Investigators are still trying to learn more about the man who died when his Mercedes-Benz veered head-on into a bus, knocking the bus into the Morro Bay Estuary on April 25.
The car, headed north toward Morro Bay on South Bay Boulevard, drifted into the southbound lane. Its driver, the car’s sole occupant, was killed in the collision. The bus driver was taken to the hospital, treated and released. Some of the three bus passengers had minor injuries.
A CHP investigator said drugs or alcohol are not suspected to have played a role in the crash, but a toxicology test will be done. The Sheriff’s Office has scheduled an autopsy for today.
Investigators said the driver of the Mercedes was not carrying a driver’s license. Other paperwork in the car was used to identify him as Robert Brooks, a resident of Cambria. His wife, Pamela Hughes, is recovering from a stroke and was unable to provide even basic information about her husband, investigators say.
Hughes is being cared for in a Los Osos assisted-living facility. Her husband was headed home to Cambria after a visit with her when he ran into the bus.
Brooks is believed to have been at least 50 years old, but no “valid license” has been located, according to the Sheriff’s Office, and his birth date is unknown.
Jim Sanders of Cambria was Brooks’ partner in California Marine and Salvage, a business operating out of Morro Bay and Port San Luis. Sanders said his partner was a successful entrepreneur; an inventor and manufacturer for the military, marine and solar industries; an investor; a boat owner and sailor; a pilot; and a world traveler.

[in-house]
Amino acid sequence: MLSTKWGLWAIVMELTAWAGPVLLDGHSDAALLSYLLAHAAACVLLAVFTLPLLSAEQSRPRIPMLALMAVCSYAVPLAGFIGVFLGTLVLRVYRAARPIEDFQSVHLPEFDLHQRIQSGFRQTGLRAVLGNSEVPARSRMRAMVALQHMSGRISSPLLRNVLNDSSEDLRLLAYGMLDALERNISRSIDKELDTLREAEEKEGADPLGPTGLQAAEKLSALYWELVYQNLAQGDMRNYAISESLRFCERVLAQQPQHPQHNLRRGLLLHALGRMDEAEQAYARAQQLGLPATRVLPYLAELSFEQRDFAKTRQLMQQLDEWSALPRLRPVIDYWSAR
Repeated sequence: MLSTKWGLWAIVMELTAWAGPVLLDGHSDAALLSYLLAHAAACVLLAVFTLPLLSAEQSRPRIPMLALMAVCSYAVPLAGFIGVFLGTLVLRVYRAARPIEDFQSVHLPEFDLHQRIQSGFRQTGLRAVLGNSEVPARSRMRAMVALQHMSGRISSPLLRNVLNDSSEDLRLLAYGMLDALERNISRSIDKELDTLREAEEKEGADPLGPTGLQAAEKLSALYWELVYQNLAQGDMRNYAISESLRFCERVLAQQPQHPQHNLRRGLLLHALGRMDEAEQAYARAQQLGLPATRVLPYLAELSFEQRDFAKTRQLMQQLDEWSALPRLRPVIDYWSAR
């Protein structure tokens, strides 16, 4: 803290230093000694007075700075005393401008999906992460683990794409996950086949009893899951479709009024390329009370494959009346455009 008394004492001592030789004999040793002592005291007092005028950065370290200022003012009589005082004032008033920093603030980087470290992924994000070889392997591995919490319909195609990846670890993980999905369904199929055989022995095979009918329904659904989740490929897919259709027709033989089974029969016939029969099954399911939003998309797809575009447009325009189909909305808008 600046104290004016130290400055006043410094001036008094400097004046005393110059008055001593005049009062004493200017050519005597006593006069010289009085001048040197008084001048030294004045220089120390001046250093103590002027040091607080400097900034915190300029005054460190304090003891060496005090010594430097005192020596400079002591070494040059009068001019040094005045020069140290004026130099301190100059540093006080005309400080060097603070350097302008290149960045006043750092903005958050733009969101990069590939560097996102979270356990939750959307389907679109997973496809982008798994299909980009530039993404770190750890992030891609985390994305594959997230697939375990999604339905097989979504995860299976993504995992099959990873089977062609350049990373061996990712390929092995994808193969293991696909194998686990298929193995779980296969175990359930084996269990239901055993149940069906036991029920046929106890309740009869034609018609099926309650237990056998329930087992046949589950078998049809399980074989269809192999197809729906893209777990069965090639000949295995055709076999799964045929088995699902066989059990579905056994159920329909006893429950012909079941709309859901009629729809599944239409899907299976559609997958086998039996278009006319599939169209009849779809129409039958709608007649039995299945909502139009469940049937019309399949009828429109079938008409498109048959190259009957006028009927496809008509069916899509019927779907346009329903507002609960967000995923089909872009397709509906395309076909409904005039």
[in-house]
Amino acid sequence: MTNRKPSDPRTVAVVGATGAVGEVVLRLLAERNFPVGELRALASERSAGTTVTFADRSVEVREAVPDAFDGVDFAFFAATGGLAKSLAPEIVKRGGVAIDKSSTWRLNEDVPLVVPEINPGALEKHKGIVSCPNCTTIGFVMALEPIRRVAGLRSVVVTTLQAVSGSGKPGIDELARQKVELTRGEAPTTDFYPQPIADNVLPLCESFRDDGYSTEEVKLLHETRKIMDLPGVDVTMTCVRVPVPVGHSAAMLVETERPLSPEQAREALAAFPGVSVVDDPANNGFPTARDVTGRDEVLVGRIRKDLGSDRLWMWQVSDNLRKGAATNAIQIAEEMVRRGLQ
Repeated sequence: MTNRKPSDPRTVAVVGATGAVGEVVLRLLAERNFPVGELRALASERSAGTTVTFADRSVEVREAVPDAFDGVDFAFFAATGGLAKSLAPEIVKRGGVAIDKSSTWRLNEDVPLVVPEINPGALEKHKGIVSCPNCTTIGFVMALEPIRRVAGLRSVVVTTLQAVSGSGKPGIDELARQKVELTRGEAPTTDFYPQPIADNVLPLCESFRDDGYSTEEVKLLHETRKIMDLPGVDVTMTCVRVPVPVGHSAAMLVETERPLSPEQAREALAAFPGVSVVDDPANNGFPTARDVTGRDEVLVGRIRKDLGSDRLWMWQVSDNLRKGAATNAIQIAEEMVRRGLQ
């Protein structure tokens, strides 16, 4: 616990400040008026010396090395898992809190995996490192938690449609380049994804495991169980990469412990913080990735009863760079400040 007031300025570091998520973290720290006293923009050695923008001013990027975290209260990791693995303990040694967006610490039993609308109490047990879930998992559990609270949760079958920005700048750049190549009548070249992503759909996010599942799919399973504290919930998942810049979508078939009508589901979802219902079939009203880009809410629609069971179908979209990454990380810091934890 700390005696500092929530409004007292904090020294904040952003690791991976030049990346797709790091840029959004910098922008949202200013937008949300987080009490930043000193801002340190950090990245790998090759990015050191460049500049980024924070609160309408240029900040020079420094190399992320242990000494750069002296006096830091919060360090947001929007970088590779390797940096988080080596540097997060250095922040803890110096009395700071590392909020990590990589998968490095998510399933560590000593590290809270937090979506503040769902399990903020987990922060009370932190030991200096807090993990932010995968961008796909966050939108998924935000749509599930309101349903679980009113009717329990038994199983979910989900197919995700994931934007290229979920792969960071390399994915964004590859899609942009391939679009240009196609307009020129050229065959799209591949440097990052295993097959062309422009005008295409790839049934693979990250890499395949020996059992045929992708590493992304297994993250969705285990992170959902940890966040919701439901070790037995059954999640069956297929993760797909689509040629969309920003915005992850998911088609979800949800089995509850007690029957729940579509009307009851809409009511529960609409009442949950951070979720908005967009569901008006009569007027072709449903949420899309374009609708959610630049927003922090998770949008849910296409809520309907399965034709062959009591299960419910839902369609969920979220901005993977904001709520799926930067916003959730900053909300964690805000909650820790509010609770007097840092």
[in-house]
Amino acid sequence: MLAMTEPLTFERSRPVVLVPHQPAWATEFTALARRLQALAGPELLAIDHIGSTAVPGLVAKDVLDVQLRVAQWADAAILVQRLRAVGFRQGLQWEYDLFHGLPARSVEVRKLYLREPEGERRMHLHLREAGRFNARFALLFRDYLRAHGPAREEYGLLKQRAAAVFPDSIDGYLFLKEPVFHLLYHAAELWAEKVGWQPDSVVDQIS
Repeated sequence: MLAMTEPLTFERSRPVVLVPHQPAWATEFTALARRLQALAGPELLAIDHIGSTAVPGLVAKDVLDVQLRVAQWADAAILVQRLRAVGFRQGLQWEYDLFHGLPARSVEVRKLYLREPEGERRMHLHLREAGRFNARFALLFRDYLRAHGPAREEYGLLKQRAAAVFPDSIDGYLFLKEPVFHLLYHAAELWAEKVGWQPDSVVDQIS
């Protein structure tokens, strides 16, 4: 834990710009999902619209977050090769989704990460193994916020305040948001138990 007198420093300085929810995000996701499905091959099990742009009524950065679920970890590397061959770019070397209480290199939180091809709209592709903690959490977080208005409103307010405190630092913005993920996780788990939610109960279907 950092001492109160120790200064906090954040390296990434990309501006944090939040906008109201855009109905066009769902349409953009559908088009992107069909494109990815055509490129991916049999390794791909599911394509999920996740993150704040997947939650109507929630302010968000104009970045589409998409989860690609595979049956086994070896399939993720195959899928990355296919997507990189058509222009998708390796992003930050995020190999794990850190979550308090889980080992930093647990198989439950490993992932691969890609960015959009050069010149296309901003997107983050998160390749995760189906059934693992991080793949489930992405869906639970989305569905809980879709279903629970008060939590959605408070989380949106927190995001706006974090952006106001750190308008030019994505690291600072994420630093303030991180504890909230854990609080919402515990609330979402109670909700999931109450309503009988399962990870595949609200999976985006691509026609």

Brooks and Sanders had plans drawn up to remodel a building near Morro Bay’s Embarcadero, Sanders said.
“We were just about to sign the papers for the building,” he said, and had plans to build a prototype of a special power supply for boats.
He said Brooks also owned a company named San Francisco Seasonings.
Sanders said Brooks was on prescription medication to combat a heart condition but was anxious to sail his boat from the New England area to Florida, where he often went for Red Sox spring training.
Brooks was described by Sanders as “about 5 feet 10 inches tall, with blue eyes, blondish-grayish hair and a long, distinguished beard.” He said Brooks had a solid build, a twinkle in his eye, a laugh in his voice and an impish sense of humor.
He was “a very interesting guy, very well read, very intelligent, with an eclectic background,” said John MacKinnon, owner of Moonstone Beach Bar & Grill in Cambria, where he estimated Brooks ate four or five times a week. “He was a great guy, very humble, generous and insightful. (He) was like family here.”
MacKinnon said a plaque in Brooks’ honor will be mounted at the restaurant, and say something like, “In loving memory of Robert ‘Rob’ Brooks, a true Cambria character.”